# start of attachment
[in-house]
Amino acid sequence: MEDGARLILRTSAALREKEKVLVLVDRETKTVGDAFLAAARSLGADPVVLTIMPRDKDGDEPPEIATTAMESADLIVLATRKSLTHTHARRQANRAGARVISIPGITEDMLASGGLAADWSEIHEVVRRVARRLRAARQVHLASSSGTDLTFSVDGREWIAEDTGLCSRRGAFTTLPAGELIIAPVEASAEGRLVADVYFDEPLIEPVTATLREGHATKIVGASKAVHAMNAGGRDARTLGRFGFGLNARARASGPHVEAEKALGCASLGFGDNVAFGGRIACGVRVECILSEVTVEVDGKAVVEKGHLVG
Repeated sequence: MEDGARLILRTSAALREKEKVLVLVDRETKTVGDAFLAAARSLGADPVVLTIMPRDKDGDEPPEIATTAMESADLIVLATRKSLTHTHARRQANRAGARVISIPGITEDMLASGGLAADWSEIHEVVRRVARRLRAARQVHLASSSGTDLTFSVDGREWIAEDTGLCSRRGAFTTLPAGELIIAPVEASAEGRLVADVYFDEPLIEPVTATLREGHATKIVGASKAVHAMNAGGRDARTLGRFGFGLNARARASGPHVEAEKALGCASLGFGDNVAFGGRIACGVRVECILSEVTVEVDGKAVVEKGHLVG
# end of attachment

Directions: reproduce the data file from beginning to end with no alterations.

[in-house]
Amino acid sequence: MEDGARLILRTSAALREKEKVLVLVDRETKTVGDAFLAAARSLGADPVVLTIMPRDKDGDEPPEIATTAMESADLIVLATRKSLTHTHARRQANRAGARVISIPGITEDMLASGGLAADWSEIHEVVRRVARRLRAARQVHLASSSGTDLTFSVDGREWIAEDTGLCSRRGAFTTLPAGELIIAPVEASAEGRLVADVYFDEPLIEPVTATLREGHATKIVGASKAVHAMNAGGRDARTLGRFGFGLNARARASGPHVEAEKALGCASLGFGDNVAFGGRIACGVRVECILSEVTVEVDGKAVVEKGHLVG
Repeated sequence: MEDGARLILRTSAALREKEKVLVLVDRETKTVGDAFLAAARSLGADPVVLTIMPRDKDGDEPPEIATTAMESADLIVLATRKSLTHTHARRQANRAGARVISIPGITEDMLASGGLAADWSEIHEVVRRVARRLRAARQVHLASSSGTDLTFSVDGREWIAEDTGLCSRRGAFTTLPAGELIIAPVEASAEGRLVADVYFDEPLIEPVTATLREGHATKIVGASKAVHAMNAGGRDARTLGRFGFGLNARARASGPHVEAEKALGCASLGFGDNVAFGGRIACGVRVECILSEVTVEVDGKAVVEKGHLVG